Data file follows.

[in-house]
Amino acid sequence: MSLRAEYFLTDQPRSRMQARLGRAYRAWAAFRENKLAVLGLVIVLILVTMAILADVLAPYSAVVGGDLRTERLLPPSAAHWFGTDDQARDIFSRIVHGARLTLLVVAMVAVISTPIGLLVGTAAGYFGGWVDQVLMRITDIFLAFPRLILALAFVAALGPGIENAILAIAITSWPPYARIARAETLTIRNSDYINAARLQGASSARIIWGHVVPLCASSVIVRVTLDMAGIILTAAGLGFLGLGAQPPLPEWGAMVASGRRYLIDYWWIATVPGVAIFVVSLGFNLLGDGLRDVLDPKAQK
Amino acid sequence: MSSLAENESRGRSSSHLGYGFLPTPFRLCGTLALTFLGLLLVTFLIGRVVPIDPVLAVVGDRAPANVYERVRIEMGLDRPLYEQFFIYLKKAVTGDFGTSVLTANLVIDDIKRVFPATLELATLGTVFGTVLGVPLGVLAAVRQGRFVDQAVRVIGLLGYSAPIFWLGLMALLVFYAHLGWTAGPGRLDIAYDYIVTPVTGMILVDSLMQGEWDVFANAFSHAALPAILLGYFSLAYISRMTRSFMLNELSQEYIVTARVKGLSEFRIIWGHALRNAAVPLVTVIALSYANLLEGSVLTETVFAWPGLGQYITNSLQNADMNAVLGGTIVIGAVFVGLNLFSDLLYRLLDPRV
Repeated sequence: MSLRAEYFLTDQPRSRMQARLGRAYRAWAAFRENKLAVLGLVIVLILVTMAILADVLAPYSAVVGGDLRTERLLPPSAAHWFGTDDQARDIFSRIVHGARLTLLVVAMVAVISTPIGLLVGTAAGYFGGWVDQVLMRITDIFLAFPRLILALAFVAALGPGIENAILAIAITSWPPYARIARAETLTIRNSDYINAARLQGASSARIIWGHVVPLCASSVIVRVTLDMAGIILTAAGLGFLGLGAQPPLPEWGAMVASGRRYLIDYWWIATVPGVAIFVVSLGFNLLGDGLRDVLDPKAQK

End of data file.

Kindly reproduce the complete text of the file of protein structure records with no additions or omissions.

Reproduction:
[in-house]
Amino acid sequence: MSLRAEYFLTDQPRSRMQARLGRAYRAWAAFRENKLAVLGLVIVLILVTMAILADVLAPYSAVVGGDLRTERLLPPSAAHWFGTDDQARDIFSRIVHGARLTLLVVAMVAVISTPIGLLVGTAAGYFGGWVDQVLMRITDIFLAFPRLILALAFVAALGPGIENAILAIAITSWPPYARIARAETLTIRNSDYINAARLQGASSARIIWGHVVPLCASSVIVRVTLDMAGIILTAAGLGFLGLGAQPPLPEWGAMVASGRRYLIDYWWIATVPGVAIFVVSLGFNLLGDGLRDVLDPKAQK
Amino acid sequence: MSSLAENESRGRSSSHLGYGFLPTPFRLCGTLALTFLGLLLVTFLIGRVVPIDPVLAVVGDRAPANVYERVRIEMGLDRPLYEQFFIYLKKAVTGDFGTSVLTANLVIDDIKRVFPATLELATLGTVFGTVLGVPLGVLAAVRQGRFVDQAVRVIGLLGYSAPIFWLGLMALLVFYAHLGWTAGPGRLDIAYDYIVTPVTGMILVDSLMQGEWDVFANAFSHAALPAILLGYFSLAYISRMTRSFMLNELSQEYIVTARVKGLSEFRIIWGHALRNAAVPLVTVIALSYANLLEGSVLTETVFAWPGLGQYITNSLQNADMNAVLGGTIVIGAVFVGLNLFSDLLYRLLDPRV
Repeated sequence: MSLRAEYFLTDQPRSRMQARLGRAYRAWAAFRENKLAVLGLVIVLILVTMAILADVLAPYSAVVGGDLRTERLLPPSAAHWFGTDDQARDIFSRIVHGARLTLLVVAMVAVISTPIGLLVGTAAGYFGGWVDQVLMRITDIFLAFPRLILALAFVAALGPGIENAILAIAITSWPPYARIARAETLTIRNSDYINAARLQGASSARIIWGHVVPLCASSVIVRVTLDMAGIILTAAGLGFLGLGAQPPLPEWGAMVASGRRYLIDYWWIATVPGVAIFVVSLGFNLLGDGLRDVLDPKAQK